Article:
Crunch time: In an era when automatic transmissions many times have the technology to outdo their manual counterparts in terms of fuel efficiency, can the stick-shift Subaru BRZ score an MPG knockout over the automatic Scion FR-S we tested last year?
In a word, yes.
I’ll be frank: I wasn’t necessarily what one might call “easy” on the BRZ, certainly no more than I was on the Scion FR-S when I tested it last Easter season. Both cars got their workouts on my preferred twisty test route, doing plenty of rev-matched downshifts with the stick in the BRZ and pre-apex downshifts on the flappy paddles of the Scion’s automatic.
As I elaborated on in an earlier piece, the BRZ’s manual transmission was plenty fun to use. That’s why I seemingly couldn’t help but try to learn how to rev-match my downshifts like a pro in the BRZ. It takes a while for even the most seasoned stick-shift fan to learn the art of downshifting in a given vehicle. But after a couple of days of either over- or under-revving the BRZ’s 2.0-liter flat-four-cylinder engine during downshifts, I was getting the hang of it.
Here’s the thing about rev-matching in daily driving, though: While it’s a bit easier on your transmission’s synchros when done right, it also tends to cause fuel economy to fall — sometimes a little, sometimes a lot. I’ve seen that result in my own daily driver. If that was the case with the Subaru BRZ I tested, then consider the car’s fuel economy downright impressive if you’re a normal driver who doesn’t care about heel-toe downshift technique, you can probably do even better than I did on fuel economy.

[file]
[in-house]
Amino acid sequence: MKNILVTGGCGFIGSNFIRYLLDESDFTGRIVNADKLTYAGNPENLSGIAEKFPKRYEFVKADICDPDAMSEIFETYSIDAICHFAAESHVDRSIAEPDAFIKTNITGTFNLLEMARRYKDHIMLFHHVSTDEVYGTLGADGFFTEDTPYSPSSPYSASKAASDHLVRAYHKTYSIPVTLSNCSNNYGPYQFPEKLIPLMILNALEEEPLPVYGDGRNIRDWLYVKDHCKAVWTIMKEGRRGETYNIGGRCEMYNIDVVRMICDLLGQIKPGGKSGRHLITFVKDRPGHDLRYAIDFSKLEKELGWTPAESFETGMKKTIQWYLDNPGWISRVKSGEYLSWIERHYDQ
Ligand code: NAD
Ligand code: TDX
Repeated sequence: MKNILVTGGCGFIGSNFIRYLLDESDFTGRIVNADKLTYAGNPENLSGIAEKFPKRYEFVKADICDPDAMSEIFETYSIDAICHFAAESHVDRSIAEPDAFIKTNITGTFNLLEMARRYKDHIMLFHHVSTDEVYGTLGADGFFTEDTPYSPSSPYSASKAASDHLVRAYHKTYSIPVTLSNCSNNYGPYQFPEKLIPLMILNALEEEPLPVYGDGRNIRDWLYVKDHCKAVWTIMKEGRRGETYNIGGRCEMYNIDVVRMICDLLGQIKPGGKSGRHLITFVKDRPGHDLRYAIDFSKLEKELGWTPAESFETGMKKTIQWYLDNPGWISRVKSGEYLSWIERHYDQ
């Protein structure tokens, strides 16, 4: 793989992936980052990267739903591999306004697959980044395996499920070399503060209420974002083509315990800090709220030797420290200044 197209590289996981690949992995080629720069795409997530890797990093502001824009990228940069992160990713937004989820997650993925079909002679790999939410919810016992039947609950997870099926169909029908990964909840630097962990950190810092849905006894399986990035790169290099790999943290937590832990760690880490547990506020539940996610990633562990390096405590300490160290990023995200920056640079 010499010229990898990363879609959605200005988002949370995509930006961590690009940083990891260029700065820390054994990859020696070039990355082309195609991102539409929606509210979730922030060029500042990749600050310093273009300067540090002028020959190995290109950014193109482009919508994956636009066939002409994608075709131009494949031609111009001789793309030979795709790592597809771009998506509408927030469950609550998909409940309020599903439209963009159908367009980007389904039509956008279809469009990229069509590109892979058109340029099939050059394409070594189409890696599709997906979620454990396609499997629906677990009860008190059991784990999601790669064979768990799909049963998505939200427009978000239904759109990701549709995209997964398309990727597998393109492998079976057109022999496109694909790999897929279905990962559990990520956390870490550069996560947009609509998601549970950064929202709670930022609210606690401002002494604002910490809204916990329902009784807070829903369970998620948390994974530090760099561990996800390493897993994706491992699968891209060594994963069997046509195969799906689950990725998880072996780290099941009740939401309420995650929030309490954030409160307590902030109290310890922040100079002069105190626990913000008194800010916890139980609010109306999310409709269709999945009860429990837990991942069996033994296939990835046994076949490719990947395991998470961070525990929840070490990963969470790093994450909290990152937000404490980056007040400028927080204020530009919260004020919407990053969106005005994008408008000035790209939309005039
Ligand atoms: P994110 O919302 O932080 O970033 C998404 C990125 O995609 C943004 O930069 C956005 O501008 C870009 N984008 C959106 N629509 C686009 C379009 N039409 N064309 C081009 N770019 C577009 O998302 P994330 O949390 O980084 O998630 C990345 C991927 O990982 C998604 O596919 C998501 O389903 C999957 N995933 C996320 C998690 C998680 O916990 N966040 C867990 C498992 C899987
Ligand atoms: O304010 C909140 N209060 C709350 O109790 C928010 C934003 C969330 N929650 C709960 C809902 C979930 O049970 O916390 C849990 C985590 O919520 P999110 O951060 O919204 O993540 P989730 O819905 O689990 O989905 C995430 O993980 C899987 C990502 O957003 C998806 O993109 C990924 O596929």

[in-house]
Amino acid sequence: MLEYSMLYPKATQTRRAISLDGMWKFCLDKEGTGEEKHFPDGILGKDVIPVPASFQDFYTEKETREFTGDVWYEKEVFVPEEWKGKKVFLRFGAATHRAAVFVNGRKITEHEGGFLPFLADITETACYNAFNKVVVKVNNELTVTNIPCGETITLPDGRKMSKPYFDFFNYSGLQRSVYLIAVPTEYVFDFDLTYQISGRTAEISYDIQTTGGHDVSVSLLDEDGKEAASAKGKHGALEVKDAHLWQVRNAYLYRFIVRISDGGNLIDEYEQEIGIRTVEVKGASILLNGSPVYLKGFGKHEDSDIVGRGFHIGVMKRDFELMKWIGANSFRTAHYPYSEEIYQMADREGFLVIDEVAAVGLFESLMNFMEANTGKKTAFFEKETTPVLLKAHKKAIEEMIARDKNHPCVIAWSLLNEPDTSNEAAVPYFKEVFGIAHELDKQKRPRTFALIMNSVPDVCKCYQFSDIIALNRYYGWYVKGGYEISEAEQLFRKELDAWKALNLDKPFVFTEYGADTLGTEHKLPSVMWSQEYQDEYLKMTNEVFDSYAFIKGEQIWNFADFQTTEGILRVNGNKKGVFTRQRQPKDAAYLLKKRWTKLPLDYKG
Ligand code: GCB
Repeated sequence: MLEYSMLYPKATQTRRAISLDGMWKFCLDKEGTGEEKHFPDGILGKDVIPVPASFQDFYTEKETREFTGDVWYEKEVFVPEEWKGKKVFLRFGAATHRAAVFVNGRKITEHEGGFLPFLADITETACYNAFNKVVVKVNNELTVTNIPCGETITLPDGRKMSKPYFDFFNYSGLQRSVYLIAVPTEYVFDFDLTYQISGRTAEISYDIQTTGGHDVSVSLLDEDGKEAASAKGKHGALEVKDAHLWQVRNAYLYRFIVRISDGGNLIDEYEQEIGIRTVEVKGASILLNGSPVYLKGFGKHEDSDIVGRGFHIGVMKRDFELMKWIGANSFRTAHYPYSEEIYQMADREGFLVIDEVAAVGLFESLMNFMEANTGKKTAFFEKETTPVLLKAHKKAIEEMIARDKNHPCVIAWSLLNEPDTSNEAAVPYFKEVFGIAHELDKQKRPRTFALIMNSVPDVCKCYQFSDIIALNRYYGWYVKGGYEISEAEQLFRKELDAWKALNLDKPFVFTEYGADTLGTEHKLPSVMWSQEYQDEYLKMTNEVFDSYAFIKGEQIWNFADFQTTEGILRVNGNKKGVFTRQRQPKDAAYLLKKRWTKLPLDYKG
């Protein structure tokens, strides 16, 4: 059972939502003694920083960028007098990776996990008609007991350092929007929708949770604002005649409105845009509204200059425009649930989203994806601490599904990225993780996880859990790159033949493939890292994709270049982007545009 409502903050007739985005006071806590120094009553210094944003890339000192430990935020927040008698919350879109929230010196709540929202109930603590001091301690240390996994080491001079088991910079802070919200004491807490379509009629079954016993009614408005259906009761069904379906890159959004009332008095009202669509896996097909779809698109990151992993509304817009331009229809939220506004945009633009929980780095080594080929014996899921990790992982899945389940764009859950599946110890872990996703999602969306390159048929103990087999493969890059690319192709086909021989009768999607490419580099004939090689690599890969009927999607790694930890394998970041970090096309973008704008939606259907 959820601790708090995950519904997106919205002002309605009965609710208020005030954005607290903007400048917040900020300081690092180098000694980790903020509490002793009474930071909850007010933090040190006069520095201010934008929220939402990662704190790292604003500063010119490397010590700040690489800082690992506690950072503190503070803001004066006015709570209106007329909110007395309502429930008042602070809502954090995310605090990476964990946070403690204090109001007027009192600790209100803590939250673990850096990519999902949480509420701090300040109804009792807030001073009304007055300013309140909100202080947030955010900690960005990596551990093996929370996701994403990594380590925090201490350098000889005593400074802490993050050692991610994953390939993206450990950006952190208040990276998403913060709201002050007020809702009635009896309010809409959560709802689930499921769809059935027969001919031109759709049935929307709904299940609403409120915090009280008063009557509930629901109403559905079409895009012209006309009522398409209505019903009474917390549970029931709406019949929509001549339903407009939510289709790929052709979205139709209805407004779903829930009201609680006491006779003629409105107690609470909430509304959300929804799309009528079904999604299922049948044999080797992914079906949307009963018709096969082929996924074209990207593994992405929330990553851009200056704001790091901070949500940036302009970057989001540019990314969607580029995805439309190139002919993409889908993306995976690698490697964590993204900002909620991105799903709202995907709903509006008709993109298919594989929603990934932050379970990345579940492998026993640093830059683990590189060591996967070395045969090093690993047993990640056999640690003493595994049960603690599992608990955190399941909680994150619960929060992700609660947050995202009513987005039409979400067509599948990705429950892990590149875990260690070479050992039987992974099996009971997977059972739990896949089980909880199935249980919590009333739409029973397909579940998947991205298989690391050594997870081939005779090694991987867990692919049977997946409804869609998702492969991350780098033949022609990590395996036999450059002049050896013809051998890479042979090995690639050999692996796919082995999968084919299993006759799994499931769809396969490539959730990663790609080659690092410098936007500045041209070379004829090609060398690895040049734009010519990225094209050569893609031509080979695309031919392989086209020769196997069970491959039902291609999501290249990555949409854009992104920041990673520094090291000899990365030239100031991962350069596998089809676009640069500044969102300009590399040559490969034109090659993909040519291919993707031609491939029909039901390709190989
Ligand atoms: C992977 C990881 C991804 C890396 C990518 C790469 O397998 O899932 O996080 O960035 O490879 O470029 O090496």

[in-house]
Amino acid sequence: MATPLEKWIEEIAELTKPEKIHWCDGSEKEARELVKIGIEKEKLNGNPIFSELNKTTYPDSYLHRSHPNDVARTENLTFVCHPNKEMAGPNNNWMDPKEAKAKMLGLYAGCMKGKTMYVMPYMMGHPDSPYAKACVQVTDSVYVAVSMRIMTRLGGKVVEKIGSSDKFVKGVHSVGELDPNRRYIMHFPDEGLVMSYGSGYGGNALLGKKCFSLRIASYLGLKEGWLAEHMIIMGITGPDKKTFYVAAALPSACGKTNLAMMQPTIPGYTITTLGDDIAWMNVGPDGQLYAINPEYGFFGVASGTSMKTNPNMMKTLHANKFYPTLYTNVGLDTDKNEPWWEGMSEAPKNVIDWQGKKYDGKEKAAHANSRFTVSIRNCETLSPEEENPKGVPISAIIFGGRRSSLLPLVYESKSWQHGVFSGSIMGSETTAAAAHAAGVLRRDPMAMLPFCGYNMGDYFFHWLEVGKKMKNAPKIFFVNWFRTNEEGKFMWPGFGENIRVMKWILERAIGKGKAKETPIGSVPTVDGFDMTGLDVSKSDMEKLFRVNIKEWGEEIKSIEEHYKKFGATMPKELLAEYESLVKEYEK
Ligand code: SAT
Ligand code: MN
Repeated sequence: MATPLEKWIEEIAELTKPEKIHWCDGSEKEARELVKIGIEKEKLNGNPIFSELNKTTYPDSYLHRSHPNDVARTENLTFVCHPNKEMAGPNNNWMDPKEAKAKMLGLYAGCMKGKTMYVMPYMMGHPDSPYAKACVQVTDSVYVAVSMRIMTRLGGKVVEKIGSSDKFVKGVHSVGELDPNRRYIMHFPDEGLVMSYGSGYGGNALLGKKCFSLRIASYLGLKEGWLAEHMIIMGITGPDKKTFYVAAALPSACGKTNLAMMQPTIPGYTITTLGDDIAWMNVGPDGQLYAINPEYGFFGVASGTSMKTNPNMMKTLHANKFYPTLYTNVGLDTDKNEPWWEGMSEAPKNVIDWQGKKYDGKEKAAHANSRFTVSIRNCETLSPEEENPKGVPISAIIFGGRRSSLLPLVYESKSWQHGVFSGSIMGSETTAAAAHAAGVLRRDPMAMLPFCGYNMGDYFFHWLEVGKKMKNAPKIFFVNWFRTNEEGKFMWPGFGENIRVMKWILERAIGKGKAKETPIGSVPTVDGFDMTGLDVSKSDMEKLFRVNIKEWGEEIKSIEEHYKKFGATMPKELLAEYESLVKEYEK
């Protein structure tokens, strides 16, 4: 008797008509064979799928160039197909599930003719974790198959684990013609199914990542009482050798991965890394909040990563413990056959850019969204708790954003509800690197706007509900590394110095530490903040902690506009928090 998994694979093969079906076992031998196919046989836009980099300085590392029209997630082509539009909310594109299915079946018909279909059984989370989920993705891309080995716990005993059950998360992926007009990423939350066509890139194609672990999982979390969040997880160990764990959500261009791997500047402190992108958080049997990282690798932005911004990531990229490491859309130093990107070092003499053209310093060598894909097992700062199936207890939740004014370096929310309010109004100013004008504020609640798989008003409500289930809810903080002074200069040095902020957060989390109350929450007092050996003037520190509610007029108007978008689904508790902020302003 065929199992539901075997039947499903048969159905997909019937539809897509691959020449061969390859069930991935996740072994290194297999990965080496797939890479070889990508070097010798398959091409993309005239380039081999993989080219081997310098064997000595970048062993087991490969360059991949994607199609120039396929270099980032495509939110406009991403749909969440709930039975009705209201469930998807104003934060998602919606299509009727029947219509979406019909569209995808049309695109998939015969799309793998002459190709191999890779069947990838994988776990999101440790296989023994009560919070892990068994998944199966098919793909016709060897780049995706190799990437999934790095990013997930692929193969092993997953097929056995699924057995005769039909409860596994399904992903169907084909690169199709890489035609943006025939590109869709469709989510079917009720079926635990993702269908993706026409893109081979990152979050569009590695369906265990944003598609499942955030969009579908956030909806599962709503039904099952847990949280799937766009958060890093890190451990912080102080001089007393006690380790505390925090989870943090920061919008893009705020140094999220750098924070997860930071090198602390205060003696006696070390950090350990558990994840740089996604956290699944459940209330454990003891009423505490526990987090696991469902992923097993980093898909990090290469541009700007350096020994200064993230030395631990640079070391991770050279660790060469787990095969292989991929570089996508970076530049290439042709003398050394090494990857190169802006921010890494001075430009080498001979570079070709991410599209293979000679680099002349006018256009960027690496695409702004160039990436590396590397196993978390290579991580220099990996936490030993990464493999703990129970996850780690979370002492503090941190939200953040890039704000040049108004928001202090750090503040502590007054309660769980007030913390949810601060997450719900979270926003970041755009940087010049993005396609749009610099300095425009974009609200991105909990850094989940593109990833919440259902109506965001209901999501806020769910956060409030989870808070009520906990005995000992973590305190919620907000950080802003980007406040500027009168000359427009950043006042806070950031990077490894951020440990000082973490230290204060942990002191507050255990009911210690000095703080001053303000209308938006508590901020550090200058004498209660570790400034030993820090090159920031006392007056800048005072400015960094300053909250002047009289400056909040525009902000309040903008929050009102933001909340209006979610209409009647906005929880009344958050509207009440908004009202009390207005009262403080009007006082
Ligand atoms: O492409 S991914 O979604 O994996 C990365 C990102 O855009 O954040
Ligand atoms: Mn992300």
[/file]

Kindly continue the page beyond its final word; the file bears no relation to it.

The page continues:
So the question becomes, just how did I do on fuel economy? In a week of relatively spirited driving in the manual transmission Subaru BRZ, I pulled down an honest-to-blog 32 MPG according to the on-board trip computer’s average MPG display. That’s a full 4 MPG better than I could wring from the automatic Scion FR-S last year. It’s also 2 MPG better than the BRZ is rated on the highway, according to the EPA.
Here I’ll repeat the same praise I gave the FR-S in automatic form: I like how the BRZ/FR-S sisters combine sportiness with relative fuel efficiency. Sure, you can find base Ford Mustangs and Chevy Camaros with V6 engines rated at 30 MPG highway, but by most accounts, those cars’ much higher curb weights and taller gear ratios make them less snappy to drive than the Toyobaru Twins, as I’ve taken to calling them. There are trade-offs to be made, sure. The Toyobaru Twins are buzzy on the highway, turning 3,000 RPM at 70 MPH in top gear and suffering from less road noise isolation than one would likely find in the comparatively larger, heavier American ponycars. Plus, the BRZ’s tighter interior is nothing to sneeze at — I had to leave the front passenger seat scooted up just to give my two-and-a-half year old son room to breathe in his child safety seat in the back row. But those mild concerns fall by the wayside when you realize that, at least right now, the BRZ’s level of fun-to-drive attributes combined with wont-anger-your-wife fuel efficiency is hard to find anywhere else.
Disclosure: Subaru provided the vehicle, insurance, and a tank of gas.